The Duties of a Paralegal at a Law Firm | Fremont College
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The Duties of a Paralegal

Paralegal Duties - Paralegal Job DescriptionWhile exploring the possibility of becoming an paralegal, you might be wondering just what does a paralegal do?  There are a number of common duties a paralegal might be responsible for. One of the many important duties is to assist attorneys in trial preparation. To do this a paralegal may need to conduct legal research and gather information for trail.

If you’re ready to begin a career as a paralegal be sure to fill out the form on this page.  For those still on the fence, continue reading to learn more about this exciting career.

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Paralegal Duty Overview

what does a paralegal doThe duties of a Paralegal continue to expand as workloads at law offices around the country increase. Once you earn your degree and obtain a paralegal job, you may find yourself taking on a wide variety of tasks. In the past, paralegals and legal assistants had a very limited set of tasks to perform on a daily basis. Now, paralegals are taking on more and more job responsibilities. Depending on the law firm where you are working as a paralegal, you may draft corporate documents, file tax forms with state and federal government agencies, or help create papers that are necessary for forming limited partnerships. Your duties may vary according to the size of the company.

At a large law firm, it is likely that your responsibilities will be specialized. At a smaller firm, you can expect to take on a variety of different tasks. You may also do paper- and computer-based research for lawyers as they conduct their cases, or assist the needy as a part of community legal projects. If you have a background in another field, such as nursing or tax preparation, you can be even more useful to a law firm. A nursing background can lead to work in personal injury law, and knowledge of taxes can make you valuable to firms that concentrate on financial law.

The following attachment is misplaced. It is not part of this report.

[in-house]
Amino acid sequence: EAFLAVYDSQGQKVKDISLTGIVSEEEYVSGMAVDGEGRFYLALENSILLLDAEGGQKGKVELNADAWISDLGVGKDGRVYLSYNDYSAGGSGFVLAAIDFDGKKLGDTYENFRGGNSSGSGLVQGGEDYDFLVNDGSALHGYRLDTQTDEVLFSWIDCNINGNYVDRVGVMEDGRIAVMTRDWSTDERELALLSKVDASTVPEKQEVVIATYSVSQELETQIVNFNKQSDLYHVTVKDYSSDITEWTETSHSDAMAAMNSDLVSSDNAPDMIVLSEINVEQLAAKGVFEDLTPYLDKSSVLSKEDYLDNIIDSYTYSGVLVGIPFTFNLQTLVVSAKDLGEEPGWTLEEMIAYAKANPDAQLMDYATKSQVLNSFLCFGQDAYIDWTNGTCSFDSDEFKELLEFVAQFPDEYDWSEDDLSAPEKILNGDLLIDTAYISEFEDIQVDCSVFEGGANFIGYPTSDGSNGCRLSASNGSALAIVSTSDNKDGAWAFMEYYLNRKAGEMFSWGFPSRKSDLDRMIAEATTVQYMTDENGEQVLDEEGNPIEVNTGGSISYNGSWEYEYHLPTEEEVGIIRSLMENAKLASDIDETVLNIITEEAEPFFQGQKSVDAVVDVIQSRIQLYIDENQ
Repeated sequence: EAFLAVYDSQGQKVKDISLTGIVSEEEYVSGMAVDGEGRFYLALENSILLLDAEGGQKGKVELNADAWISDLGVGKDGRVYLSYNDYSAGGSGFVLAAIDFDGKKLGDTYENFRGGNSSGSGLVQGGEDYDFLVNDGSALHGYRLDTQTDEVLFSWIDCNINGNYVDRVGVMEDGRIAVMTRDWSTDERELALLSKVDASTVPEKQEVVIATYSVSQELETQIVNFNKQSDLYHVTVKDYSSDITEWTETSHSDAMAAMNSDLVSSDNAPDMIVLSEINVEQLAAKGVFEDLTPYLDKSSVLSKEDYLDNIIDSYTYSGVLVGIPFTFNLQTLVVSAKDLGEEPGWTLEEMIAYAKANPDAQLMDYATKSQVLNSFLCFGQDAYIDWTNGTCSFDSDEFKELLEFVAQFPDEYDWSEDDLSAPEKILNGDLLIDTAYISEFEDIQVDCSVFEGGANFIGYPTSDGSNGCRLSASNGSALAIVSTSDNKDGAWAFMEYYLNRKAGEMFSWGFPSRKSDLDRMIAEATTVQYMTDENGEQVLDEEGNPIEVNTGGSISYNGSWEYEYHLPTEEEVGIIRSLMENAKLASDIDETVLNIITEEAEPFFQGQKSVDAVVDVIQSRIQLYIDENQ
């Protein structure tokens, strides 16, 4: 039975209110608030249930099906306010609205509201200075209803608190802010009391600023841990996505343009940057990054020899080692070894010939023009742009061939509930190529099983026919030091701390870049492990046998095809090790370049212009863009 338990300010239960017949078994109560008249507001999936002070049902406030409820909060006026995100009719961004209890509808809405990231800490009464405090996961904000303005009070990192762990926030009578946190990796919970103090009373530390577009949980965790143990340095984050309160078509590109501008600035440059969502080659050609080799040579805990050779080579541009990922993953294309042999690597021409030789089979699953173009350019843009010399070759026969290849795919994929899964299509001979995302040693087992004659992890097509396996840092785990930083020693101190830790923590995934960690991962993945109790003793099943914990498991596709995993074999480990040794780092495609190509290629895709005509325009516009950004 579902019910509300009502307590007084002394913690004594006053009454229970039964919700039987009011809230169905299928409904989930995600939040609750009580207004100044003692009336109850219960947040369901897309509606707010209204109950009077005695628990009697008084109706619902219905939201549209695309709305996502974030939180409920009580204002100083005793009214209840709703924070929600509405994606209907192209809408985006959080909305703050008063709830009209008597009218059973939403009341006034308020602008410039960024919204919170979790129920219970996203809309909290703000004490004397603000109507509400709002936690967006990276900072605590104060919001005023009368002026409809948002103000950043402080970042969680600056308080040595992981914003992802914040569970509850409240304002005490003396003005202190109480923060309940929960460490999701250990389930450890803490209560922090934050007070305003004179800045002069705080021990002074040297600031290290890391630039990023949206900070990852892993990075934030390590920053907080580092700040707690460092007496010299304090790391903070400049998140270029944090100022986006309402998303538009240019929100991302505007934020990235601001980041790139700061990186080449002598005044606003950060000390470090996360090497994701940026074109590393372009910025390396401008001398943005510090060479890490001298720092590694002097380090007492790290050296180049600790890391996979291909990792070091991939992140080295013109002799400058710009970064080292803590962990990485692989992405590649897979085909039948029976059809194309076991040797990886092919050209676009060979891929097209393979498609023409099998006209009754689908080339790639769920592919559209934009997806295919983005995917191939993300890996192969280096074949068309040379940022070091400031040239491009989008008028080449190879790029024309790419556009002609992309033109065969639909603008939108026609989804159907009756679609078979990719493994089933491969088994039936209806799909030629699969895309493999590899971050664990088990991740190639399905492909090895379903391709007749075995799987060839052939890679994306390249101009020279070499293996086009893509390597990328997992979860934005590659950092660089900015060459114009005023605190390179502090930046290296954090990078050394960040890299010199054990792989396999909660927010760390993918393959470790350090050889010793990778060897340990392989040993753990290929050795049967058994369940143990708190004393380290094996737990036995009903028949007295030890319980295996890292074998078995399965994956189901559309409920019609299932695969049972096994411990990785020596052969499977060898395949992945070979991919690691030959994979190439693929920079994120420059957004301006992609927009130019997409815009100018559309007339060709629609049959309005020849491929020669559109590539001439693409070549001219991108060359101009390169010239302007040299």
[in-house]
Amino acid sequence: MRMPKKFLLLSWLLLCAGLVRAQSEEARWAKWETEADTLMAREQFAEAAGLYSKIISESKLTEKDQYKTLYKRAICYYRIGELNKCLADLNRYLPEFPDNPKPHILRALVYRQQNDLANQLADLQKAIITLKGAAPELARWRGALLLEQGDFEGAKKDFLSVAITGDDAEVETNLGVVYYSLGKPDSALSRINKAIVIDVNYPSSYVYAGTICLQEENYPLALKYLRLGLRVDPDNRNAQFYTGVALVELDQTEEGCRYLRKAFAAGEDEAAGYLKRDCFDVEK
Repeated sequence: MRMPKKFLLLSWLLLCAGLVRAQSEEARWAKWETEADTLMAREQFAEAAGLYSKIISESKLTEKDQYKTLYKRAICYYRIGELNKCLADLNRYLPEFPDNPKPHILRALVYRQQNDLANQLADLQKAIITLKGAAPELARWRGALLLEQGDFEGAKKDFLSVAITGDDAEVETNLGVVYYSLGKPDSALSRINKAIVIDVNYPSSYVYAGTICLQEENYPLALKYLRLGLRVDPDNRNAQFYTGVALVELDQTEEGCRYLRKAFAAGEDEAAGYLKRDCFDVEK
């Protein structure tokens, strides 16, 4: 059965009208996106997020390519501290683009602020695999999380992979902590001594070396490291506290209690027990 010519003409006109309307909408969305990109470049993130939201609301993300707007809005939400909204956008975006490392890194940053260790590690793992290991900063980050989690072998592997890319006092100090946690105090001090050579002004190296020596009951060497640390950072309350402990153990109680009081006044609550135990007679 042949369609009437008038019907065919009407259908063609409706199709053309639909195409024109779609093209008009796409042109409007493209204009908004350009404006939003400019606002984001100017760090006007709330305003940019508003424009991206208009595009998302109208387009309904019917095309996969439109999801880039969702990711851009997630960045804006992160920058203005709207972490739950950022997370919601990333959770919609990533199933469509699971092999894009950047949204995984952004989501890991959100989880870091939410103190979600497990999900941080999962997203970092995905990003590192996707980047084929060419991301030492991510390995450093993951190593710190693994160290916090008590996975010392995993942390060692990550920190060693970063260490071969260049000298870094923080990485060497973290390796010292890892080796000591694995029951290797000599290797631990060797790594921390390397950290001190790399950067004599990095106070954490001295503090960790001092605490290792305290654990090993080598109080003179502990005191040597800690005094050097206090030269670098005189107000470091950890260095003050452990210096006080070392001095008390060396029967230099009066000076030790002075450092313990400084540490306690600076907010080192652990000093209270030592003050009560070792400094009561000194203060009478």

Some of the duties of a paralegal might include:

  • Communicating With Clients
  • Assisting with Case Prep
  • Helping an attorney during trials
  • Conducting legal research on laws and regulations
  • Investigating case facts
  • Researching and Writing
  • Collecting formal statements and affidavits
  • Helping draft correspondence and documents
  • Organizing information and presenting
  • Assisting with reports

What is a Paralegal NOT Allowed To Do?

day to day for a paralegal

As a paralegal there are many different supporting roles you might be responsive for. Although you will be assisting an attorney with legal duties, there are some activities that are not permitted by law. For example, a paralegal cannot represent a client in court or provide legal advice. Paralegals can assist with a number of other important legal duties, however, giving legal advice should never be done except by an attorney.

Developing Your Career as a Paralegal

Developing Your Career as a Paralegal

Regardless of your prior specialties or background, you will gain more responsibility and require less supervision as you grow in experience with your employer. You may have the opportunity to supervise other paralegals or take the lead on group projects. Regardless of the specific tasks that a paralegal position may require, there are many different skills and traits that you should bring to your paralegal career. You should have excellent oral and written communication skills. You should be a good team player. And you should be able to research and analyze information from multiple sources.

You can learn and develop these skills in an ABA-approved paralegal program.  Download our guide by filling out the contact form on the right hand side of this page. Find out more about the duties of a paralegal as you pursue your Associate’s Degree in Paralegal Studies from Fremont College by contacting one of our friendly admissions representatives at (800) 373-6668.

Get a FREE Paralegal Career Guide »
 

Additional Reading: Average paralegal salary  |  Highest paid paralegals

*Paralegals may not provide legal services directly to the public, except as permitted by law.

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